Who's Funding These Pro-Hamas Protests? The Answer Might Be More Complicated Than We Think

AP Photo/Armin Durgut

Ever since the start of the Israel/Hamas war, there have been tons of pro-Palestinian and pro-Hamas rallies all over the Western world. Just last week, tens of thousands of protesters demonstrated at the United States capital, expressing their opposition to Israel’s counterattack against Hamas. In several cases, participants in these rallies publicly expressed support for Hamas.

The prevalence of these demonstrations and the organizations that are holding them has raised an important question: Who is funding these people?

A Washington Examiner investigation delved deeper into the matter and found that the waters surrounding the issue are murky enough to warrant suspicion.

Activists organizing pro-Palestinian protests across the United States in the wake of the Hamas attacks against Israel share various deep affiliations with designated terrorist factions, all while quietly receiving checks from anonymous sources, according to records.

The streets of Washington, D.C., were flooded Saturday with tens of thousands of activists demanding a ceasefire in Gaza and for the U.S. to choke off aid to Israel, where more than 1,400 civilians and soldiers have been killed by Islamic terrorists since Oct. 7, the deadliest attack against the Jewish people since the Holocaust. Groups behind the increasing number of anti-Israel protests and the recent one in the nation's capital that spurred vandalism maintain particularly opaque dark money funding structures and have also faced scrutiny over the years for their ties to terror, a Washington Examiner investigation found.

One of the central organizations that the report highlighted is the WESPAC Foundation, a major player in the Boycott, Divest, and Sanctions (BDS) movement against Israel. The organization uses a practice called fiscal sponsorship, which allows an entity to provide services such as donation processing and legal oversight to smaller projects without having to file separate financial disclosures. This means that this arrangement can obscure the tracking of funding sources, which has raised concerns about shadowy financing – especially the possibility that the money could be coming from groups aligned with terrorist organizations.

Several of the groups involved in the protests have publicly expressed support for Hamas and other terrorist groups and individuals. National Students for Justice in Palestine has openly defended Hamas. The WESPAC Foundation has sought to free Ahmad Saadat, the imprisoned leader of the Popular Front for the Liberation of Palestine (PFLP), a Marxist-Leninist Palestinian nationalist organization that has carried out numerous terrorist attacks.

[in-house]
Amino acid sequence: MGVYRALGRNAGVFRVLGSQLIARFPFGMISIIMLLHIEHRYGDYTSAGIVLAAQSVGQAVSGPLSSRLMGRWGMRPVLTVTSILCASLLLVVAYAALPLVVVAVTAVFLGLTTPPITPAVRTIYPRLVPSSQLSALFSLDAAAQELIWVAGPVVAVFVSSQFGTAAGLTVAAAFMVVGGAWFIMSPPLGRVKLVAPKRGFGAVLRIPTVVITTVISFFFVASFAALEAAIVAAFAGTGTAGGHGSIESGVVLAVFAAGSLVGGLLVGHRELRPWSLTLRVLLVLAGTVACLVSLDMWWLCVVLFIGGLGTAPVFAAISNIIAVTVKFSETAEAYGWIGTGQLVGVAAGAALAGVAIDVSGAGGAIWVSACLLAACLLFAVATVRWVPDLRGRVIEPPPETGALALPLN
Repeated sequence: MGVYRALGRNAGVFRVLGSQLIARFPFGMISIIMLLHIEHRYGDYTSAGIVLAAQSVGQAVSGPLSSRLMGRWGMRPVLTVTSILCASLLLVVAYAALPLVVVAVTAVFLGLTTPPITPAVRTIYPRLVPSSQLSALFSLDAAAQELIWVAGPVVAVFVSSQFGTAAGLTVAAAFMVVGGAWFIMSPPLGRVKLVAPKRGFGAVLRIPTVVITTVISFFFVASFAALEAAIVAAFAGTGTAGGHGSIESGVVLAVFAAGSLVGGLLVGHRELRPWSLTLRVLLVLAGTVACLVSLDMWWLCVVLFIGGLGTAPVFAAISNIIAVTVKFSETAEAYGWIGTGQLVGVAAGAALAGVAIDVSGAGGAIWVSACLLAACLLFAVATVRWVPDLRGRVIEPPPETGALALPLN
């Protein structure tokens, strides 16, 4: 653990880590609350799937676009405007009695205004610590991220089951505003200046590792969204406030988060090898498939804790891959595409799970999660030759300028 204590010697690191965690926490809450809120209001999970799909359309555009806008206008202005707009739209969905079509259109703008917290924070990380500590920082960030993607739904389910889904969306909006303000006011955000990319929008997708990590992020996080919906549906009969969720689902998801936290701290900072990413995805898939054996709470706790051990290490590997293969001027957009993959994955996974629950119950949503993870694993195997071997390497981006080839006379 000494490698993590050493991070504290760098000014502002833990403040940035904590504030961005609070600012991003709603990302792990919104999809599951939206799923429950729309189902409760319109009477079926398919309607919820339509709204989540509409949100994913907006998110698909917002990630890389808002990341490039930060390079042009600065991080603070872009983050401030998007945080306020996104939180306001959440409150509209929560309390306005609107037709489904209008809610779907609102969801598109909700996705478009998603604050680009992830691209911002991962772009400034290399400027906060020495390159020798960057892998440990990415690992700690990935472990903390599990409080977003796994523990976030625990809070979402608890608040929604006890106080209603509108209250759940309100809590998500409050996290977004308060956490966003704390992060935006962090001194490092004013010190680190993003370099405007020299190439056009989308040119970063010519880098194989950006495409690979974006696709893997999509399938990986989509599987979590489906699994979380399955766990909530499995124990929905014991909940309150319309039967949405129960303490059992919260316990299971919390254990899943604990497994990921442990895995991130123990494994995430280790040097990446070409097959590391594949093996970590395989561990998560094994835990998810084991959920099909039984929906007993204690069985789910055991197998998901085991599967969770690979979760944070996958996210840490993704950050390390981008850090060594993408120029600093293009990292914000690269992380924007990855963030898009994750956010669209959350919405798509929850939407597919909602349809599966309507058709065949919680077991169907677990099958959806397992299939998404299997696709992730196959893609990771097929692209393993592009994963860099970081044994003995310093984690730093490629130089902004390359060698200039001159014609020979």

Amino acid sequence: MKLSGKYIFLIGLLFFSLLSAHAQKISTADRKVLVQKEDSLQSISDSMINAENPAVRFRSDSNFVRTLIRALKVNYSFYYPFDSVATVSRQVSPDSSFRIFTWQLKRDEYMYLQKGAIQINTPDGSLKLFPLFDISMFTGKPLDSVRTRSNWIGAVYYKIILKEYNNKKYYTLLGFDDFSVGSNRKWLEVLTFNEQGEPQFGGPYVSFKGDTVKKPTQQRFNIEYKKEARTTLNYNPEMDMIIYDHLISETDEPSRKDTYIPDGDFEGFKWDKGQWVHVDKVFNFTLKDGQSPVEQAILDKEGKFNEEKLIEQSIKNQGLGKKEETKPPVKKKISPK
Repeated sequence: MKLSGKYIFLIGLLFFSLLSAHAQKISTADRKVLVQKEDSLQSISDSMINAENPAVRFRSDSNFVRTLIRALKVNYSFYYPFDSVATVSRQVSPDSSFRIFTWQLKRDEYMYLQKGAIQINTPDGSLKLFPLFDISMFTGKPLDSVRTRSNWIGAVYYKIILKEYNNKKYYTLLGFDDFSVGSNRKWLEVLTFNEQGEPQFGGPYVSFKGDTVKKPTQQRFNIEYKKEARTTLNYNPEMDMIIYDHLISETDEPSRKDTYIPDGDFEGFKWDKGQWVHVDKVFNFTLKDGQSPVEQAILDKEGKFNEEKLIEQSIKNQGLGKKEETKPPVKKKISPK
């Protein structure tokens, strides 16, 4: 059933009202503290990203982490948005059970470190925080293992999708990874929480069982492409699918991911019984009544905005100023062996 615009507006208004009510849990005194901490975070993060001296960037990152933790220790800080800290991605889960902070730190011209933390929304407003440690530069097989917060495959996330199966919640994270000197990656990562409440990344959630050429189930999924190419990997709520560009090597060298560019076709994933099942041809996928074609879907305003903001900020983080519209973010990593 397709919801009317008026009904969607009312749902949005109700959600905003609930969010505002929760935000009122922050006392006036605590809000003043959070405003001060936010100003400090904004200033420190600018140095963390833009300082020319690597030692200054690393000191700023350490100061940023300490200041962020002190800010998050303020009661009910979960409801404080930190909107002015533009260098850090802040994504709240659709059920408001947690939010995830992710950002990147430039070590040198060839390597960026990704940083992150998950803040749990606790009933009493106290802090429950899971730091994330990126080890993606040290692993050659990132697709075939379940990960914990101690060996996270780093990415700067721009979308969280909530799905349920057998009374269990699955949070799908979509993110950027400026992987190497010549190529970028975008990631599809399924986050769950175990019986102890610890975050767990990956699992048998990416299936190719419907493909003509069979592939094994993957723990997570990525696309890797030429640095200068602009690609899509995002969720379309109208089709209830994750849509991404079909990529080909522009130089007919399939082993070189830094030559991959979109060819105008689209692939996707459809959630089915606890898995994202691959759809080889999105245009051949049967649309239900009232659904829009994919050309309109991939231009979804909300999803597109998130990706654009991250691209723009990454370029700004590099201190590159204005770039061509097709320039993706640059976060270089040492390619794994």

To be clear, the Washington Examiner’s report did not establish clear ties between terrorist-aligned groups and those holding pro-Hamas protests. But it did highlight the reality that the channels through which these groups obtain their funding place a shroud over the sources of their cash flow.

This story raises serious concerns about who is paying these groups to spread pro-terrorist propaganda. What, if any, safeguards are in place to prevent American nonprofits from being supported by terrorist groups using them to spread their messages on the public stage?

If entities that are connected to extremist groups like Hamas and PFLP are funding these protests, then what are the broader implications for U.S. domestic and foreign policy? Can the government circumvent these funding sources and prevent bad actors from receiving funding for the purpose of propagandizing in favor of terrorism?

These are questions that could become even more critical as the situation in the Middle East intensifies, and the debate over the war becomes even more prominent in American political discourse. Regardless of where these organizations are getting their funding, it is clear they serve a specific purpose, and for many, it has nothing to do with advocating for Palestinian noncombatants.

As many have observed, the war between Israel and Hamas is not only being fought in Gaza using guns, rockets, and tanks. It is also being fought on the airwaves and interwebs and emphasized in public squares like what occurred last weekend in the capital. Both sides of the conflict are now locked in a fierce war for public opinion, and it is not yet clear who will win this battle.


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